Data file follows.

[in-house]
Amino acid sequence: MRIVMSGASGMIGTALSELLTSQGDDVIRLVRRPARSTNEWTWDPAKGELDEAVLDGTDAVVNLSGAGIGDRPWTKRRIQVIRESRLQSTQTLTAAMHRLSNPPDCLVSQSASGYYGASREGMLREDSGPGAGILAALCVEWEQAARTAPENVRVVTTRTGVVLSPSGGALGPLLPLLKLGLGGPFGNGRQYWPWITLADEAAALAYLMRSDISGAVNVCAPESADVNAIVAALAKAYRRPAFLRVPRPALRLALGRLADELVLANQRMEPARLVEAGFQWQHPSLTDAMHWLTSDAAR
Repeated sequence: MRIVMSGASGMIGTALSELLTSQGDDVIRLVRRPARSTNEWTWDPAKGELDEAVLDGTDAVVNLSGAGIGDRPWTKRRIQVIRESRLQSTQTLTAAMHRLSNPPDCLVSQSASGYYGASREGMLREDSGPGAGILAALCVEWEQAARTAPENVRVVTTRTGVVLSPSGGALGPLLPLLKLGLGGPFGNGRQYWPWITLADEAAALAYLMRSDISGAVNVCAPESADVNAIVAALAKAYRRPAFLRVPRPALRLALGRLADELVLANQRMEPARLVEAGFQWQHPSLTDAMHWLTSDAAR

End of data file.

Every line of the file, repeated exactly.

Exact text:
[in-house]
Amino acid sequence: MRIVMSGASGMIGTALSELLTSQGDDVIRLVRRPARSTNEWTWDPAKGELDEAVLDGTDAVVNLSGAGIGDRPWTKRRIQVIRESRLQSTQTLTAAMHRLSNPPDCLVSQSASGYYGASREGMLREDSGPGAGILAALCVEWEQAARTAPENVRVVTTRTGVVLSPSGGALGPLLPLLKLGLGGPFGNGRQYWPWITLADEAAALAYLMRSDISGAVNVCAPESADVNAIVAALAKAYRRPAFLRVPRPALRLALGRLADELVLANQRMEPARLVEAGFQWQHPSLTDAMHWLTSDAAR
Repeated sequence: MRIVMSGASGMIGTALSELLTSQGDDVIRLVRRPARSTNEWTWDPAKGELDEAVLDGTDAVVNLSGAGIGDRPWTKRRIQVIRESRLQSTQTLTAAMHRLSNPPDCLVSQSASGYYGASREGMLREDSGPGAGILAALCVEWEQAARTAPENVRVVTTRTGVVLSPSGGALGPLLPLLKLGLGGPFGNGRQYWPWITLADEAAALAYLMRSDISGAVNVCAPESADVNAIVAALAKAYRRPAFLRVPRPALRLALGRLADELVLANQRMEPARLVEAGFQWQHPSLTDAMHWLTSDAAR